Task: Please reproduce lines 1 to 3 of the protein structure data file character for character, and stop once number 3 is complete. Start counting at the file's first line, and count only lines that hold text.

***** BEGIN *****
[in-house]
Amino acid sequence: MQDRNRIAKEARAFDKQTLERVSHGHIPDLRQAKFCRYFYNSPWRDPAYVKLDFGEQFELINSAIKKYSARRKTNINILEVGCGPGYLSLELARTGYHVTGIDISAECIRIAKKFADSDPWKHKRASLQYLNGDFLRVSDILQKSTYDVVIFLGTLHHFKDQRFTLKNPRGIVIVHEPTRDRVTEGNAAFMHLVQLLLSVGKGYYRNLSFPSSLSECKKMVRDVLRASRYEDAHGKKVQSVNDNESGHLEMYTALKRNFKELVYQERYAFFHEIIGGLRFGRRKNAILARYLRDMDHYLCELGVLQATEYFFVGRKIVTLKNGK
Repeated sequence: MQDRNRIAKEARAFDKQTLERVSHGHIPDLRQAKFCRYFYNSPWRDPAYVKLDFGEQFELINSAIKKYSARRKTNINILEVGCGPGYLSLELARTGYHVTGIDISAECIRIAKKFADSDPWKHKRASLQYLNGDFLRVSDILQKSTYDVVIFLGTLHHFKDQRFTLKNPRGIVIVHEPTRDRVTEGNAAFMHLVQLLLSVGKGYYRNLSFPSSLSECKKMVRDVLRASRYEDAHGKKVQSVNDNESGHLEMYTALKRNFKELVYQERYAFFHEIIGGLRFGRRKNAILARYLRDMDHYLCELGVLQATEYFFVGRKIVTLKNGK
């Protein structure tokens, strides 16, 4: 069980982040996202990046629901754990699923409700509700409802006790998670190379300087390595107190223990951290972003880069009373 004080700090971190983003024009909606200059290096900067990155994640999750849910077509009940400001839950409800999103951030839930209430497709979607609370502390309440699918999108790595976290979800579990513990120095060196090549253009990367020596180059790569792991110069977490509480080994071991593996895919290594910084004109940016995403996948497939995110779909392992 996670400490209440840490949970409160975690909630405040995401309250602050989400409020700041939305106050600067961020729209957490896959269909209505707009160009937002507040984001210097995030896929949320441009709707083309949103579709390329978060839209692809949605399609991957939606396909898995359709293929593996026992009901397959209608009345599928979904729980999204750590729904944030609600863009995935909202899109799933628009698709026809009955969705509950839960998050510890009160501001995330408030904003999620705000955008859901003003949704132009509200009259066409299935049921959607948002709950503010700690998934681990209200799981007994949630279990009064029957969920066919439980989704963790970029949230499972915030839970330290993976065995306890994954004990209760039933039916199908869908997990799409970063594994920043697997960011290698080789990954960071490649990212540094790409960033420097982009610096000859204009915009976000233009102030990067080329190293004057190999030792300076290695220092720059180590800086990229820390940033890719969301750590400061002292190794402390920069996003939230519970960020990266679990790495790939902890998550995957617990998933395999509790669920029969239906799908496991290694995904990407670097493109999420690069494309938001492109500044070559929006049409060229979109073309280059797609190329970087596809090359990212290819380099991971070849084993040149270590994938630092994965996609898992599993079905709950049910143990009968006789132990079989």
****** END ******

[in-house]
Amino acid sequence: MQDRNRIAKEARAFDKQTLERVSHGHIPDLRQAKFCRYFYNSPWRDPAYVKLDFGEQFELINSAIKKYSARRKTNINILEVGCGPGYLSLELARTGYHVTGIDISAECIRIAKKFADSDPWKHKRASLQYLNGDFLRVSDILQKSTYDVVIFLGTLHHFKDQRFTLKNPRGIVIVHEPTRDRVTEGNAAFMHLVQLLLSVGKGYYRNLSFPSSLSECKKMVRDVLRASRYEDAHGKKVQSVNDNESGHLEMYTALKRNFKELVYQERYAFFHEIIGGLRFGRRKNAILARYLRDMDHYLCELGVLQATEYFFVGRKIVTLKNGK
Repeated sequence: MQDRNRIAKEARAFDKQTLERVSHGHIPDLRQAKFCRYFYNSPWRDPAYVKLDFGEQFELINSAIKKYSARRKTNINILEVGCGPGYLSLELARTGYHVTGIDISAECIRIAKKFADSDPWKHKRASLQYLNGDFLRVSDILQKSTYDVVIFLGTLHHFKDQRFTLKNPRGIVIVHEPTRDRVTEGNAAFMHLVQLLLSVGKGYYRNLSFPSSLSECKKMVRDVLRASRYEDAHGKKVQSVNDNESGHLEMYTALKRNFKELVYQERYAFFHEIIGGLRFGRRKNAILARYLRDMDHYLCELGVLQATEYFFVGRKIVTLKNGK